6 minute read

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Having just completed this website, I thought it would be befitting to first post what I learned about building a static website, and how it can help you in your professional journey. A personal website can be a great tool to teach others, build your network, and hey-show off some of your hard work. These are all reasons why I built this site. If you’re also in industry like me, probably most of what you do is confidential, but it can still be a good place to share techniques and open source examples.

This post will be about how to setup a free website of your own using Github pages, how to customize it as much as your heart desires with Jekyll and Ruby, and last how to add some extra flair.


What is Github Pages?

Github Pages are public web pages any user can utilize that will be freely hosted on Github. Given this is Github based, you’ll need a Github account. It would also be helpful to have git on your desktop.

What is Jekyll?

Jekyll is an open source static site generator with which you can easily write content like this in basic Markdown, use HTML and CSS for structure and presentation. Jekyll does all the hard work of compiling this into HTML so you don’t have to. If you’ve ever had to write in HTML you’ll quickly learn to appreciate Jekyll.

What is Ruby?

Ruby is the programming language Jekyll is written in. If you’re doing anything ordinary you probably won’t need to write anything in Ruby, but it is helpful to know that Ruby underlies Jekyll for building the site.

Building Your Site

It is possible to build your site either with Jekyll or without. We will overview both options here:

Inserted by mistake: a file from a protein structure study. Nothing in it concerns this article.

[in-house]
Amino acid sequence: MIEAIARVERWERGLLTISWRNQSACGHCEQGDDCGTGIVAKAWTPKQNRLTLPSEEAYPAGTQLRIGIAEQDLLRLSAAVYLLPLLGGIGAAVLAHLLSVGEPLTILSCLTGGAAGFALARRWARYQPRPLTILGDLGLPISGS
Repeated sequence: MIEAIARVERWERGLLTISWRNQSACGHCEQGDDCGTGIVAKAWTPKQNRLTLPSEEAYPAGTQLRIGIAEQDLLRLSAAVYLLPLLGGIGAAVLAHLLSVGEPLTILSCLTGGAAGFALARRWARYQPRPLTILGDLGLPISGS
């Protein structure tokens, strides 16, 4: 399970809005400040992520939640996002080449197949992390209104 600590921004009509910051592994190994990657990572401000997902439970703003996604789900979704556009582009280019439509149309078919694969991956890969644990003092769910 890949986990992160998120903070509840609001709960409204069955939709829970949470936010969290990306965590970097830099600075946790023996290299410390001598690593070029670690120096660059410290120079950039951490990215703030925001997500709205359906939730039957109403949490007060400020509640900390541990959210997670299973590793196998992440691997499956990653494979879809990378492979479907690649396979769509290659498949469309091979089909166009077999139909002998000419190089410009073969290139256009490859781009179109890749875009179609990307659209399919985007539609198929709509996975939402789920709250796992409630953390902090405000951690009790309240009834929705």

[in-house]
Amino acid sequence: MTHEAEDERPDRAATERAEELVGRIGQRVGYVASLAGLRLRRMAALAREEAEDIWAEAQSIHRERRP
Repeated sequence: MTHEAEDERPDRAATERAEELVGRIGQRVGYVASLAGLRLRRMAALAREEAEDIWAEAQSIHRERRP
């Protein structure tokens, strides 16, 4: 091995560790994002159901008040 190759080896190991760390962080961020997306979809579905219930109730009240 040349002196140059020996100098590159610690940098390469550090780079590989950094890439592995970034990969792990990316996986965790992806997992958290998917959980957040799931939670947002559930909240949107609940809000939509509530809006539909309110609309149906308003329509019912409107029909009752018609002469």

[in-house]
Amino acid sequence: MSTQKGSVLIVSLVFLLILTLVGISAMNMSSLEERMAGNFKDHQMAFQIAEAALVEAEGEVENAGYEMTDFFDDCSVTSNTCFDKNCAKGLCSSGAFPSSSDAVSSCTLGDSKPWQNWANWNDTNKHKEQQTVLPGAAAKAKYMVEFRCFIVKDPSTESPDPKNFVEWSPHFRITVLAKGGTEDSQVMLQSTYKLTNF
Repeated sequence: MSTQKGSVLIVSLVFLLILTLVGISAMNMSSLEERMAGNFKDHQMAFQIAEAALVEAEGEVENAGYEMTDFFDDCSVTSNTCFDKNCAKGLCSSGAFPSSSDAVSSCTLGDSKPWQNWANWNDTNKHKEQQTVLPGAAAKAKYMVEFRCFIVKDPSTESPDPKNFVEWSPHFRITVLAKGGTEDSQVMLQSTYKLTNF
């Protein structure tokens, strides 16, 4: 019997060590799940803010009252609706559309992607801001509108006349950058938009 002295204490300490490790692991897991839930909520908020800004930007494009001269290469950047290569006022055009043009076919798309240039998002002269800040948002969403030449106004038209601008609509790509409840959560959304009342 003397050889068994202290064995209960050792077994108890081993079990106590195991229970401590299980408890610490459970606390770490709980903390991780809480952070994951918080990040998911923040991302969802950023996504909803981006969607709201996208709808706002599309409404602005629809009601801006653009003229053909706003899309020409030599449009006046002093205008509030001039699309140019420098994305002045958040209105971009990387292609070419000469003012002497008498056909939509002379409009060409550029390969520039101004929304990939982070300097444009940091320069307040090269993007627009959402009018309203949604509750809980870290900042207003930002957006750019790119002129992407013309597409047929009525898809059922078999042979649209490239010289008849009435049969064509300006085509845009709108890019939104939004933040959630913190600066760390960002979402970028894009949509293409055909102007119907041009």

Option 1: If you want the easiest route that gives pretty good results, you can do everything from Github without really having to think about Jekyll. To do this, the following will get you setup:

  1. Add a repository with the name username.github.io
  2. Under the repository, go to “Settings”
  3. Under “Code & operations” go to pages
  4. Choose a theme from the default templates
  5. Add content to the README.md as desired
  6. You can change the title and description with “title:yourtitle” and “description:yourdescription” by adding these to the _config.yml file

Voila, you have made a site under the url https://username.github.io . If you want to make additions, such as to add more pages, you can do so with Jekyll. If you are taking this option 1 route, you can see the github documentation here for additional details. Do note however, that it may take a few minutes for changes to update.

Option 2:

This second option is for those who want more control. With this, I will cover how to use custom themes, adapt them to your needs, add pages, add posts, and even getting a custom domain name for your website.

Using a custom theme and template

The amount of open source themes for Jekyll is astounding. With little effort, you can make use themes built with the design skill of professional web designers. While there are a wealth of themes of high quality, it can be a little intimidating at first to know how to update and implement them for your own needs, especially if like me you were not familiar with Jekyll and web-design before hand. Do not worry, I will take you through how to build a beautiful site with the example of the minimal mistakes theme. If you are interested in another theme, you can find a gallery of downloadable, github page compatible themes here.

There are actually several ways to implement the minimal mistakes theme, but I recommend forking the repository and using this as a template. Obviously, with your own forked version of the template, it let’s us make more changes down the line since we have access to all the code.